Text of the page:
How much is a dead child worth? That’s a question Alassan Kamaso has asked himself since government authorities called him and his wife, Mariama, a few days ago. They were offering them money for the death of their son – around $285 (£249). Kamaso warned the voices on the other end that he would not take their calls again, and then he hung up.
“Where will you go to buy life?” the 45-year-old said to VICE World News, remembering his son’s death in September. “It’s not anywhere in the world.”
Kamaso’s son, Musa, is one of 70 infants who died recently after taking cough syrups produced by Indian company Maiden Pharmaceuticals that may have contained harmful properties. The drug scandal has rocked the Gambia and thrown dozens of families into mourning. This week, the West African country’s gender ministry made calls to families of the dead children, offering a combined $20,000 (£17,000) in compensation. But many, like Kamaso, are rejecting the money, calling it an “insult.”
Indian authorities have suspended the operations of Maiden Pharmaceuticals. The company said it was “shocked to hear about the deaths,” which are believed to have been caused by what the World Health Organisation called “unacceptable amounts” of diethylene glycol and ethylene glycol – both toxic.
Gambian authorities meanwhile say they are still investigating the deaths. The country’s lawmakers have called for tighter restrictions on drug imports and legal action against Maiden following the deaths. But lawmakers have prioritised compensation, which has disappointed some families.
“We don’t want any money,” Kamaso told VICE World News. “We just want justice for our children. We want that company to be brought to book so that next time, people bringing these drugs won’t do it again.”
Suspicions about the toxic medicines first came in July, officials told Reuters, after doctors noticed a mysterious number of babies dying of renal failure. But it wasn’t until October when the World Health Organisation issued an alert on the Maiden-produced cough syrups that Gambian officials sprung into action, going door to door and physically removing the marked drug.
Diethylene glycol and ethylene glycol are sweet but toxic alcohols well known to cause acute kidney injury (AKI), among other fatal conditions.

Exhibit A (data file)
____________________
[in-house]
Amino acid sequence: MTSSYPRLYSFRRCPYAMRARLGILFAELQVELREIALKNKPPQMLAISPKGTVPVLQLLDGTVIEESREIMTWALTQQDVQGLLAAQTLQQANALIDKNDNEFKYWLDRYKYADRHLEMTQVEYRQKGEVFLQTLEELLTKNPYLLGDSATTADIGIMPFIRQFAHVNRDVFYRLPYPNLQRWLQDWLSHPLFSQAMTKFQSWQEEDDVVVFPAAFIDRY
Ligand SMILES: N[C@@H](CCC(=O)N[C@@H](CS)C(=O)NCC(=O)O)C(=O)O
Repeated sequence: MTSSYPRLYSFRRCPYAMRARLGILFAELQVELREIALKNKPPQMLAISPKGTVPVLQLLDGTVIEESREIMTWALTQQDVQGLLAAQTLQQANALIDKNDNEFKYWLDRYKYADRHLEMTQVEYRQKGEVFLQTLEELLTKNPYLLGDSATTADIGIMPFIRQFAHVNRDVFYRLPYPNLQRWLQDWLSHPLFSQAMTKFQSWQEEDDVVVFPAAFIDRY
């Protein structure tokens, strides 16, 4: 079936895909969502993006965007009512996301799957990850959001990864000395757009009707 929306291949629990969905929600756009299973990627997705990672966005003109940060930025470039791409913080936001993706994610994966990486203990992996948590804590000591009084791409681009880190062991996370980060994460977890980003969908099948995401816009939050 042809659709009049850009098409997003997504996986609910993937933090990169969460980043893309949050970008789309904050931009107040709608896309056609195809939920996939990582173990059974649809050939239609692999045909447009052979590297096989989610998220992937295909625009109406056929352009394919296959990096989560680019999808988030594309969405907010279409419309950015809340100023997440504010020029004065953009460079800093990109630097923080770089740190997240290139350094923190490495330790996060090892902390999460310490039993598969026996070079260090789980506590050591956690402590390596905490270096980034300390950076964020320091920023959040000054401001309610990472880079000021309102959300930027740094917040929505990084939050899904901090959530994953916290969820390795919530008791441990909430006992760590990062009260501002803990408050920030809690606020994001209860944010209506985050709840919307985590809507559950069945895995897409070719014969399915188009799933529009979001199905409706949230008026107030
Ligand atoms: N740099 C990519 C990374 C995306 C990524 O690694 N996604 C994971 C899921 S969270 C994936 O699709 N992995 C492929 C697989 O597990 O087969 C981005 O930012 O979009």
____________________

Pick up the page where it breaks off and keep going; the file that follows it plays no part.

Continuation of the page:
It was too late for Musa. The 18-month-old died in September, after days of not being able to urinate. When doctors told Kamaso his little boy’s kidneys had failed, he and his wife could only stare at each other, dazed.
Maiden is one of many companies operating in India’s poorly regulated pharmaceuticals sector, many of which have sold generic and low-quality products to African countries with weak regulation systems. Maiden, in particular, has been blacklisted by states in India in the past for producing substandard drugs.
The cough syrups, not approved for Indian markets, were pushed exclusively to the Gambia. Some 50,000 bottles were imported into the country, officials believe, but only about 42,000 have been retrieved. There are fears the rest could end up in neighbouring countries' markets.
The Gambia is one of Africa’s smallest countries, and also one of its poorest. Its healthcare system is weak: There’s an almost 50-50 chance of a child dying under the age of five, and there are no drug testing labs to certify imported medicines. Officials investigating the syrup deaths have had to send samples to Ghana and Senegal.
Weeks after the deaths, their findings have still not been made public. But authorities this month said they haven't confirmed that all the deaths were definitively caused by the suspected syrups – some of the affected children were found not to have ingested them at all. Back in July, officials suspected E.coli bacteria, often found in contaminated food, was contributing to the deaths.
The estimated $285 (£249) for their losses is a small amount in the Gambia. But the sum is far from what bothers Kamaso. “When we take money, they might tell us to overlook it,” he says. It’s not something he’s willing to do. “Let them bring the company to the books. I don’t want anything.”